At the end of the sterilisation phase, as the temperature in the retort vessel drops, the pressure in the vessel is adjusted to drop in a corresponding manner. Such pressure and temperature drops are controlled so that they follow a gradual reduction from the cooking parameters back to a normal (non-retort) state. By this it is meant that there are no significant 'spikes' in the variance of the pressure or temperature during the come-down stage. In the present invention, a typical 'gradual' decrease in pressure is one where the pressure decreases on average at a rate of approximately 0.05 barg per minute (approx. 0.25 barg per 5 mins, approx. 0.5 barg per 10 mins). Such an average decrease can be made of different phases of decrease, such that a slightly faster rate of decrease of e.g. about 0.1 to about 0.08 barg per minute (approx. 0.4 to approx. 0.5 barg per 5 mins, approx. 1 to approx 0.8 barg per 10 mins) may be maintained for a short amount of time (e.g. about 10 to 15 minutes), followed by a less pronounced rate of decrease such as e.g. about 0.06 barg per minute (approx. 0.3 barg per 5 mins, 0.6 barg per 10 mins) for another period of time (e.g. about 10 minutes). A typical 'gradual' decrease in temperature is one where the temperature decreases relatively slowly at first (e.g. at a rate of about 2.6 °C per minute (approx. 13 °C per 5 mins, approx. 26 °C per 10 mins) for about 10 minutes) and then optionally may increase the rate of decrease to e.g. about 5 to 6 °C per minute (approx. 25 to 30 °C per 5 mins) for a further approx. 10 minutes). This prevents the vessel pressure from being significantly larger than the dropping pressure within the pouch as the product cools and so crushing the sandwich (or other item that is the subject of the retort). With regard to the temperatures during the various phases of the present retort process, the heating during the come up phase is increased gradually and constantly almost immediately from the start of the process, preferably within a few minutes (e.g. about 1 , about 2, about 3, about 4 minutes) from the start of the process, such that there is reasonably constant heating over e.g. an initial 20 minutes or so of the retort to the cooking temperature. By a gradual increase it is meant that there are no significant 'spikes' in the temperature (where the temperature might increase by a large amount over a short amount of time) from the start of the process. In the present invention, a typical 'gradual' increase in temperature may average approx. 6 °C per minute for approx about 20 minutes. There may be different phases of temperature increases which result in the average increase, such as an initial increase in temperature of approx. 10 °C per minute for approx. 10 minutes, followed by a slower increase in temperature of approx. 2 °C per minute for approx. 10 minutes before the sterilisation phase commences.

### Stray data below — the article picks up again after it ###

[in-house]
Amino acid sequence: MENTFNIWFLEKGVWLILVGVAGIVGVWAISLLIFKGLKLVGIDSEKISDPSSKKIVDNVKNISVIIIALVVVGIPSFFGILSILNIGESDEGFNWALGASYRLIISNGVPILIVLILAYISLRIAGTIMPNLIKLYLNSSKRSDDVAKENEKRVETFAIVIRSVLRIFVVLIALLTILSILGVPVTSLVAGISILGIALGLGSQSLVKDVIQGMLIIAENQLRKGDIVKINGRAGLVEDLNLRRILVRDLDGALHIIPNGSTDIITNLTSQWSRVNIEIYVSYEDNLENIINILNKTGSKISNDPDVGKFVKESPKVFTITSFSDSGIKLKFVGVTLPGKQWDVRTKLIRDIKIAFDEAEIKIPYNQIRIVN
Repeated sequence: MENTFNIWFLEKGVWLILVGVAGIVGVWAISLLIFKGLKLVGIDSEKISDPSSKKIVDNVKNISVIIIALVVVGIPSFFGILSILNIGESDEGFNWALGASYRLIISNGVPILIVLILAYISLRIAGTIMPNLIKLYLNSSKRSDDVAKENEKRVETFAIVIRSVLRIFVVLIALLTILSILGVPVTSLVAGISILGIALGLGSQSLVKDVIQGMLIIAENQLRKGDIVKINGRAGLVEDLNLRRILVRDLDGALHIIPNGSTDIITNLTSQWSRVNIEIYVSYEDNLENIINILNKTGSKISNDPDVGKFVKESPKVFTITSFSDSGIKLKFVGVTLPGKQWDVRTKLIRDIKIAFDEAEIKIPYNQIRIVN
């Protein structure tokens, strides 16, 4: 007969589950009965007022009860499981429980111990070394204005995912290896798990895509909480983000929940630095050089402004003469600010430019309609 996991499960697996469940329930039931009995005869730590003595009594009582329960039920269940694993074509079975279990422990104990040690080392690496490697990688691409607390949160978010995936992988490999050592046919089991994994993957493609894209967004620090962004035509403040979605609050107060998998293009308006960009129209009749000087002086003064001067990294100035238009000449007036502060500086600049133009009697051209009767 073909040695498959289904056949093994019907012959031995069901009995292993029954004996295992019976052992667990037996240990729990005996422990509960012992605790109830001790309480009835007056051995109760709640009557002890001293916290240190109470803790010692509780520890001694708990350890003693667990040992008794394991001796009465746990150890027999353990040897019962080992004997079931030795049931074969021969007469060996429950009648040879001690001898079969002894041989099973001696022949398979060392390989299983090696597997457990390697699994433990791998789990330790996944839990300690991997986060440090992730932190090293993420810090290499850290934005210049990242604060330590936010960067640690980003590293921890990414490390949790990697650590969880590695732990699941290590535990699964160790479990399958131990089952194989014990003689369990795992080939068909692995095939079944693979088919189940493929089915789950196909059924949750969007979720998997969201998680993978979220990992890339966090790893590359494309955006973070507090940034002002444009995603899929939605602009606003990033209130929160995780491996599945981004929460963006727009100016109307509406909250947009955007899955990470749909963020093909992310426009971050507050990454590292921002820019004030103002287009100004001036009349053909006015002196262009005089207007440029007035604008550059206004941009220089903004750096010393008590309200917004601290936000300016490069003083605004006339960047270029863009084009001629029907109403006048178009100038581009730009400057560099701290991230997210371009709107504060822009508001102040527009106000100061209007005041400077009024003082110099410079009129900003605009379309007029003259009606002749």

After a time (e.g. about 50 minutes or so) in the cooking phase (industry standard temperatures are in the region of approx 120°C), there follows a gradual decrease in temperature, such that it takes approximately 10 minutes to reduce the temperature from the cooking temperature to approx. 95°C. Thereafter, it takes a further approx. 10 minutes to reduce the temperature to approx 40°C, and finally a further 10 minutes to achieve ambient temperature.